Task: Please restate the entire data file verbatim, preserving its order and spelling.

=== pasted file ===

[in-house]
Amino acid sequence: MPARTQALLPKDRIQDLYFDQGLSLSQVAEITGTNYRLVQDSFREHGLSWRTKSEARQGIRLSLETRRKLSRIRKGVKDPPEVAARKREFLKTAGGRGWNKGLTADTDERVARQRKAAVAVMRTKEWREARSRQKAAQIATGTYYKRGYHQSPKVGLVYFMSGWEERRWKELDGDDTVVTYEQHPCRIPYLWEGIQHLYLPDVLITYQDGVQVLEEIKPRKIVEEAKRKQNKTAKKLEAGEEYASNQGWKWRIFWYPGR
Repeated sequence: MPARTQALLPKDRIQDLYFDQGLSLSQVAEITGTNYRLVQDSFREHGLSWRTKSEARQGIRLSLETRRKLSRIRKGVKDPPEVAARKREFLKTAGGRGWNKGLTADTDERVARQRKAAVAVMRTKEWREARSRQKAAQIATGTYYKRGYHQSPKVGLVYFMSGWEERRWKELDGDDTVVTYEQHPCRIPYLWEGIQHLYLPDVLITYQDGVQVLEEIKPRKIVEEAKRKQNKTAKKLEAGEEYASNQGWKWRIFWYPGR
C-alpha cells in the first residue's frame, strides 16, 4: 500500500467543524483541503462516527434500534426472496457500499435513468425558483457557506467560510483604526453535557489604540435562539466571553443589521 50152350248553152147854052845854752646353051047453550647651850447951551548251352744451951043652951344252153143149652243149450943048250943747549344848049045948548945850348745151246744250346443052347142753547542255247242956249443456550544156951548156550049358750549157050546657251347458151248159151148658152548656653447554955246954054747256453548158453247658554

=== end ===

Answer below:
[in-house]
Amino acid sequence: MPARTQALLPKDRIQDLYFDQGLSLSQVAEITGTNYRLVQDSFREHGLSWRTKSEARQGIRLSLETRRKLSRIRKGVKDPPEVAARKREFLKTAGGRGWNKGLTADTDERVARQRKAAVAVMRTKEWREARSRQKAAQIATGTYYKRGYHQSPKVGLVYFMSGWEERRWKELDGDDTVVTYEQHPCRIPYLWEGIQHLYLPDVLITYQDGVQVLEEIKPRKIVEEAKRKQNKTAKKLEAGEEYASNQGWKWRIFWYPGR
Repeated sequence: MPARTQALLPKDRIQDLYFDQGLSLSQVAEITGTNYRLVQDSFREHGLSWRTKSEARQGIRLSLETRRKLSRIRKGVKDPPEVAARKREFLKTAGGRGWNKGLTADTDERVARQRKAAVAVMRTKEWREARSRQKAAQIATGTYYKRGYHQSPKVGLVYFMSGWEERRWKELDGDDTVVTYEQHPCRIPYLWEGIQHLYLPDVLITYQDGVQVLEEIKPRKIVEEAKRKQNKTAKKLEAGEEYASNQGWKWRIFWYPGR
C-alpha cells in the first residue's frame, strides 16, 4: 500500500467543524483541503462516527434500534426472496457500499435513468425558483457557506467560510483604526453535557489604540435562539466571553443589521 50152350248553152147854052845854752646353051047453550647651850447951551548251352744451951043652951344252153143149652243149450943048250943747549344848049045948548945850348745151246744250346443052347142753547542255247242956249443456550544156951548156550049358750549157050546657251347458151248159151148658152548656653447554955246954054747256453548158453247658554